London, Asharq Al-Awsat—The Arab world is facing an escalating water crisis that demands quick answers in order to avoid major humanitarian consequences, a United Nations Development Program (UNDP) report warned this week.
The report, entitled Water Governance in the Arab Region: Managing Scarcity and Securing the Future, revealed that out of a total of 22 countries, 15 regional states fall into the “water poor” category, while the situation in seven other states is described as “deteriorating.”
The Middle East and North Africa accounts for 10 percent of the world’s landmass and is home to 5 percent of the world’s population, but has less than one percent of global water resources. An average Arab citizen has eight times less access to renewable water than citizens of other parts of the world, the report said.
“Urbanization and population growth are straining already scarce resources. The population of Arab countries, estimated at 360 million, is expected to reach around 634 million by 2050,” the report warned.
“The gap between water supply and demand, estimated at more than 43 cubic kilometers a year in 2009, is expected to reach 127 cubic kilometers a year by 2020–2050,” the report added.
“Water challenges can and must be addressed if the Arab region is to achieve the Millennium Development Goals, attain shared prosperity, and reach a future of sustainable human development. Addressing water challenges now can also help strengthen resilience by managing the risk of potential crises that could result from inaction: such as unplanned migration, economic collapse or regional conflict,” Sima Bahous, the assistant administrator of the UNDP, said in the report’s foreward.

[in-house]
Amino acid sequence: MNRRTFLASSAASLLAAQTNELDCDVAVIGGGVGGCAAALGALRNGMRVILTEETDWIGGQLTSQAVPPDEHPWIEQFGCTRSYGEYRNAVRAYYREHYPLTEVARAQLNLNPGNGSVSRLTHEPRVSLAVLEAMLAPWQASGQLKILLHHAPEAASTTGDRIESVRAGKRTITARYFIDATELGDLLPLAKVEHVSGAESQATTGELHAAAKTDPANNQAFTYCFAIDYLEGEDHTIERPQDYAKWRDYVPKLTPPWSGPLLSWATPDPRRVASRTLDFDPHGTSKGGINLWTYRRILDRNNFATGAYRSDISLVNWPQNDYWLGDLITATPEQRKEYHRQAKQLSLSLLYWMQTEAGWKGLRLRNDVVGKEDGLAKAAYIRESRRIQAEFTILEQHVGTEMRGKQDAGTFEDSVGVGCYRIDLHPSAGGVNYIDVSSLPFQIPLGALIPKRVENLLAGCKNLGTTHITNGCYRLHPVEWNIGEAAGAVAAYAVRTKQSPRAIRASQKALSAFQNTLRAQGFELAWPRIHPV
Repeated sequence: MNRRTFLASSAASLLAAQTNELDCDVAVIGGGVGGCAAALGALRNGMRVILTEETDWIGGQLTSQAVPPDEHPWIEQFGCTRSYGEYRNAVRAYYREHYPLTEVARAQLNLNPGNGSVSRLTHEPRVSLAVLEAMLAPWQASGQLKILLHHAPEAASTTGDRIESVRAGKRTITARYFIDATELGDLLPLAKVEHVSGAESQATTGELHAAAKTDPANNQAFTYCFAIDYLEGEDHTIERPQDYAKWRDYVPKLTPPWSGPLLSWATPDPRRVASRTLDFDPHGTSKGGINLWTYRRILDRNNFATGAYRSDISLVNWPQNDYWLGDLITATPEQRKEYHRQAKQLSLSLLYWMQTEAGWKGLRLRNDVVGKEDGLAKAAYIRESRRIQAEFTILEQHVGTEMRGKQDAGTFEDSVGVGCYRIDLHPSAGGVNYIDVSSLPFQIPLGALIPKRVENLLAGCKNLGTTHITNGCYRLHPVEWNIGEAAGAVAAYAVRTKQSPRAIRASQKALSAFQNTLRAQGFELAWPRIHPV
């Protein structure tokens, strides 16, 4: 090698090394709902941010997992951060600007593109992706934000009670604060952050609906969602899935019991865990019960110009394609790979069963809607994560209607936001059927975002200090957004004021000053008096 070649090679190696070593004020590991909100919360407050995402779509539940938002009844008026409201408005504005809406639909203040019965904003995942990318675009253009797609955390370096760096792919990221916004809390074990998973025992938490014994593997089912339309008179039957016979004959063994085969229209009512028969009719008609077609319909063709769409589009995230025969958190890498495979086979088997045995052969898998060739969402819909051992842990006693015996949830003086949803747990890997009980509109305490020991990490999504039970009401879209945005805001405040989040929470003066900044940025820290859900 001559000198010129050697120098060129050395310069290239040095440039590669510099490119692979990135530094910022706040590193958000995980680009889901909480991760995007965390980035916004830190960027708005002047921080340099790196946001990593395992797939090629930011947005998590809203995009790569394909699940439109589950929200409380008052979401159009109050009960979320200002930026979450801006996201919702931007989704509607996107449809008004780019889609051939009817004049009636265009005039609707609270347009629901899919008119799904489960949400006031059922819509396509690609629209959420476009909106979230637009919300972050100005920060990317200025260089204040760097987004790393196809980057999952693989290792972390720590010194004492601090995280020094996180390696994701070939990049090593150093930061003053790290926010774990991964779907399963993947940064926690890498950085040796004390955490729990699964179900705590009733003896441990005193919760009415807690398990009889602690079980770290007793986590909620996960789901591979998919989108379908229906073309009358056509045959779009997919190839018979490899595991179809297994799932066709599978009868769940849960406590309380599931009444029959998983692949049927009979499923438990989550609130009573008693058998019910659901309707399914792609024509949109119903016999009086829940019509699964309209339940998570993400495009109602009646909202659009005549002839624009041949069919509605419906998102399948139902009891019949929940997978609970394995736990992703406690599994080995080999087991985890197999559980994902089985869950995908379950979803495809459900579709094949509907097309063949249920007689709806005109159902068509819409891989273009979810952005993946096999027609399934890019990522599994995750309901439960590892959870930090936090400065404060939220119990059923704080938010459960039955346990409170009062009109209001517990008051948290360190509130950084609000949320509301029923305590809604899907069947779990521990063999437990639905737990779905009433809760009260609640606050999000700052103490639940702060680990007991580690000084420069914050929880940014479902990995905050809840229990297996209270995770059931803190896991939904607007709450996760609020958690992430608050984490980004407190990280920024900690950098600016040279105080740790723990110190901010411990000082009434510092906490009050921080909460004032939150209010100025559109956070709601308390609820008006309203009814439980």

“Resolving the crisis will require enduring progress towards political, social, economic and administrative systems that shape the use, development and management of water resources and water delivery in a more effective, strategic, sustainable and equitable direction,” she added.
The UN report, commissioned by the UNDP’s Regional Bureau for Arab States, affirms that while water scarcity is the primary reason for the crisis, an absence of good governance has only served to exacerbate the problem. The report confirmed that major challenges include fragmented institutions with unclear and overlapping responsibilities, insufficient funding, centralized decision-making and ineffective enforcement.
The report overview concludes: “To succeed, any long-term vision for water governance requires a solid understanding of the social and cultural changes brought by modernization. As lifestyles evolve with rising education levels, accelerating urbanization and ongoing political and social reform, governance must evolve in tandem. Arab countries must also prepare for the impacts of climate change on water resource planning and augment their adaptive capacity.”